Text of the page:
THE BLOG

My Past Disappointments as a Mother Don't Matter to Me Now

06/09/2015 01:04 EDT | Updated 06/09/2016 05:59 EDT

I didn't pay attention to most of the prenatal classes, though the eighties videos had my husband's eyes pried wide with various uncomfortable emotions. I glazed over the major content like the pain-relief drugs, the epidural, the C-section. I wouldn't need to know it, I was sure.

Rather, I made a totally necessary delivery playlist on my iPhone. I set a packed bag by the door. I downloaded the contraction timer app. I was ready to birth without a plan. I thought birth isn't about being a hero and that I'll take what comes. All lies of course. I tried to play it off as cool but I really, really wanted a natural delivery and never expected a C-section.

After my firstborn was an emergency C-Section I was left with this deep confusing gap. It was a two-month long chasm filled with all the expectations I had of how my birth should have gone. Drowning in disappointment in my body, quickly followed by feeling ashamed I would entertain such thoughts when I have a beautiful baby boy from it all. I wanted a shadow over the time I had to spend recovering, hours passed while my family cuddled my new son before he would ever rest in my unfamiliar arms. I would well up with tears in the middle of the night, feeling sick with myself that I didn't immediately splash into the pool of love and bonding over the life I had brought into this world "like all moms should."

I felt overwhelmed by the presence of a new baby I was responsible for. I felt exhausted, clueless, like I was faking motherhood and just going through the motions (spoiler alert, we all feel this way).

My experience with my second born, my daughter, was the opposite. Her swift VBAC delivery paced the growth of my love for her from the moment I laid eyes on her. I felt able with her. I felt connected to her in a way I had naively thought all mothers ought to. Yet, all the reassuring sentiments that built around me were quickly kicked into rubble as my daughter became a very tough baby who struggled with GERD and would push me in uncomfortable and difficult ways as a mother for the first year of her life.

This summer we had another son. Another VBAC baby, this time with a vacuum. The pregnancy was my worst, I hated it. However, after he was here I finally feel settled into mom and babyhood. I finally find myself relishing in it instead of fighting it (maybe because it's the last baby).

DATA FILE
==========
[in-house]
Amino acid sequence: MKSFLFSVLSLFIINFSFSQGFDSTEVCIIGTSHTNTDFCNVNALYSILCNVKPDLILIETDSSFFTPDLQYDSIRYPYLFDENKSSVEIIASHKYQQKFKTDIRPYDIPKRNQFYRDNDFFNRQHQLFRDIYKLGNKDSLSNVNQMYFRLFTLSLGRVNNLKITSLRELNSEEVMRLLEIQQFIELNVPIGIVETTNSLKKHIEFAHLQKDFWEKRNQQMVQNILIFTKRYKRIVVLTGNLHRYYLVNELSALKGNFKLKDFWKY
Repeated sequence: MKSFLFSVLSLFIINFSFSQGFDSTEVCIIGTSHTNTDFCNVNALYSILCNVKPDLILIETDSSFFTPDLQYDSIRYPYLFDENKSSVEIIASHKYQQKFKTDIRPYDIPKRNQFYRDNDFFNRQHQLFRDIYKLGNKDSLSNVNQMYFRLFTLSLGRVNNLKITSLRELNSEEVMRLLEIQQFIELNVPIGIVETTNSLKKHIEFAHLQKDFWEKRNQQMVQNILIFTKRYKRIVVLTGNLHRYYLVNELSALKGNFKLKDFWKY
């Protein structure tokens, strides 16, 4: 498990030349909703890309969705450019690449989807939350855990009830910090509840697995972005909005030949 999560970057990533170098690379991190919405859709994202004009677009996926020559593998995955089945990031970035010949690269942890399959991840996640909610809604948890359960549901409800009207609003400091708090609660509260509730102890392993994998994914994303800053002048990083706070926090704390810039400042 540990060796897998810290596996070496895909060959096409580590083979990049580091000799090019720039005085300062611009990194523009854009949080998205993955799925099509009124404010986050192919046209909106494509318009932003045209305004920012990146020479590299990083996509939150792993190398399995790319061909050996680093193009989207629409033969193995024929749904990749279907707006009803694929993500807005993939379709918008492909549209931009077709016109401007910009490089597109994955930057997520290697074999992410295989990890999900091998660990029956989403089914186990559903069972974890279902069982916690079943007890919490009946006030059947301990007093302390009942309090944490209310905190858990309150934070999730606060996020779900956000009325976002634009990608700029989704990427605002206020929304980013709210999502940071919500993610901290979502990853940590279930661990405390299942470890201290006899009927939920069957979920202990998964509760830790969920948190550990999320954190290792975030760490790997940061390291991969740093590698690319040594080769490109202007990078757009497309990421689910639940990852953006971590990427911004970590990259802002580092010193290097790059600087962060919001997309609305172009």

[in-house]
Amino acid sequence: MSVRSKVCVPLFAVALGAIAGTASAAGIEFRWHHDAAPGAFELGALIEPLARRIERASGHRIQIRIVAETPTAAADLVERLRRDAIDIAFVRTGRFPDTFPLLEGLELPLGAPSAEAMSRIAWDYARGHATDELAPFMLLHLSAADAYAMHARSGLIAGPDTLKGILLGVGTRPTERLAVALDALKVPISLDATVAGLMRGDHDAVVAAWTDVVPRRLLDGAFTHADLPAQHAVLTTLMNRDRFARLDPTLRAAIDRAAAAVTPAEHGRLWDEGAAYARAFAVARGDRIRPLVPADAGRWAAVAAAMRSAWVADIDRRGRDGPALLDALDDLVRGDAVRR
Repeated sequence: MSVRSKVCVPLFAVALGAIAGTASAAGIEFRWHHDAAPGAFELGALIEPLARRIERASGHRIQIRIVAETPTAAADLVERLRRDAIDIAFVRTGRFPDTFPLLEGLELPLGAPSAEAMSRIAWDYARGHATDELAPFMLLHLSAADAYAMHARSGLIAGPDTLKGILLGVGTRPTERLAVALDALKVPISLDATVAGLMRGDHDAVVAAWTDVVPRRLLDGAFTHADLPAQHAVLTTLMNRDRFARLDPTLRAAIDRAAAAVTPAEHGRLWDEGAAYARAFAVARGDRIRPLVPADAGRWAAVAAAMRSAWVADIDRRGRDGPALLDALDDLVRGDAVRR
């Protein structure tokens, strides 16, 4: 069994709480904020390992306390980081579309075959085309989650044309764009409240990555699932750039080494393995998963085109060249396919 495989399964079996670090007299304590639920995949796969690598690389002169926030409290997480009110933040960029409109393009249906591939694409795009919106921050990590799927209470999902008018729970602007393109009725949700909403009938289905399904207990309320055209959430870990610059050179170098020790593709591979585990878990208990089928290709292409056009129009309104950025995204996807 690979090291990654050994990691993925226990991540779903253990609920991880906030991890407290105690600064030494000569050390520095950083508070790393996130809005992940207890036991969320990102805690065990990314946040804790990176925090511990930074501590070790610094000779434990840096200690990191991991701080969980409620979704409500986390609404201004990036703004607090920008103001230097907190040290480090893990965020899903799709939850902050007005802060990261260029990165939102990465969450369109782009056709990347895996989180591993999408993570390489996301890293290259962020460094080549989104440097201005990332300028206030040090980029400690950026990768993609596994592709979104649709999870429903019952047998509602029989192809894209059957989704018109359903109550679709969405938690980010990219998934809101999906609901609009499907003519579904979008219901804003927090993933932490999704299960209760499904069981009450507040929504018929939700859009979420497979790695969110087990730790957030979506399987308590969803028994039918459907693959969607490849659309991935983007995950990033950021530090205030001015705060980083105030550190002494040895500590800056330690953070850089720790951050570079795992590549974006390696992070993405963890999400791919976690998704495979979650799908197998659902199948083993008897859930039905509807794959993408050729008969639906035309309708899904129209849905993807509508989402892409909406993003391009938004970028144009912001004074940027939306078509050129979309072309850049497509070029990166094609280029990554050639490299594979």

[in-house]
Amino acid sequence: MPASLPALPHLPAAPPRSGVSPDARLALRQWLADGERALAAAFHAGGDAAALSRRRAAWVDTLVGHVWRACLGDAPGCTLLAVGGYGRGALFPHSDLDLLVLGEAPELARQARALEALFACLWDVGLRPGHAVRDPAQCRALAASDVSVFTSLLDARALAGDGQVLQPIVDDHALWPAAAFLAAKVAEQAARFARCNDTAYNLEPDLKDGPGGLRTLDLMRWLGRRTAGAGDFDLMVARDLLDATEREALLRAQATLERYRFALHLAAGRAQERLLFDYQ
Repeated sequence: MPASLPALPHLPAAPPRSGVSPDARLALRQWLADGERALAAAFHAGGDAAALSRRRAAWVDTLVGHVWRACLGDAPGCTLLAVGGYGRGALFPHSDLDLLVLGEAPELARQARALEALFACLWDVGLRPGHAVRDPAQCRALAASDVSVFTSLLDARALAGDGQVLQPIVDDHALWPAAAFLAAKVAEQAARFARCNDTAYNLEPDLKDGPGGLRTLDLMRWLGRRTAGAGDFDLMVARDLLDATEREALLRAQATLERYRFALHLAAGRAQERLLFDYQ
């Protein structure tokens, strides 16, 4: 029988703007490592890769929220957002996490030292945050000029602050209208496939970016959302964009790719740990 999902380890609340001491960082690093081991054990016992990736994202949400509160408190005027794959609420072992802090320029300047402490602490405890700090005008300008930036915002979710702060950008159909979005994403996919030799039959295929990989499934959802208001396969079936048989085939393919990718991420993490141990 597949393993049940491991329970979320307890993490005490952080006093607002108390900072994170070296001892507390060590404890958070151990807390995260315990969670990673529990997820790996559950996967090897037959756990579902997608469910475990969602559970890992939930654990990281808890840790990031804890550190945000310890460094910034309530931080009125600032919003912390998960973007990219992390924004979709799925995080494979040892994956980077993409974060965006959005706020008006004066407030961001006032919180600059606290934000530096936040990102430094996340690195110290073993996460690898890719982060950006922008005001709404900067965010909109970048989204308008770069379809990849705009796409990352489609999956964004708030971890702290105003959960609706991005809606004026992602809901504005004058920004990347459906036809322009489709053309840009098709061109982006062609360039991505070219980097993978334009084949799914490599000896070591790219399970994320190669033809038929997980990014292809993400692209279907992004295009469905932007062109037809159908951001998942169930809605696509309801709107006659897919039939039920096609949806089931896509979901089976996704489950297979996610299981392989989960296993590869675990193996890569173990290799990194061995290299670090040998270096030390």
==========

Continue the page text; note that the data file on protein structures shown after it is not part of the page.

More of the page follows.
My kids are now four, three and almost a year. I have three very different kids with three very different entrances into this world. I can say one thing: as the space between birthing babies and parenting kids widens, all of my past disappointments no longer matter.

Eventually yours won't either.

Eventually the link between the disappointment in the birth of this baby and the early months of shaky parenting unfastens itself from the now assured mother's arms and the reliant child it holds.

Eventually you will be looking across the room at a boy's big brown eyes that at first you averted and now only you can decode. Meanwhile that warm tiny body you cradled so intently when it was new is an independent little girl who toddles around without much need for you.

Eventually you won't look at other moms and hate-wonder how you can suck some of the happiness and energy out of them. You will appreciate the hard work your body and heart have gone through and honour it with some rest. You will learn a taste for the subtle blend of happiness and hardships that will fill every day.

Eventually you will learn that being a mom extends a lifetime beyond a horrible pregnancy, a traumatic delivery, and an indifference to a baby waking you up every two hours for the first six months. All the hardships and mistakes you have and will make as a parent hold you back when you leave your identity strapped to them. You can cut those ropes now before you get tied and tangled.

No matter how they got here, they are yours.

No matter how you try and fail, they are still loved by a parent meant just for them.

No matter what you think is missing, time fills in those blanks with something better.

You are a mom, no matter what.

Shawna Scafe writes at Simple on Purpose. A site about the ups and downs of simple living, family style. There's also lots of waffles, dry shampoo and Instagram.

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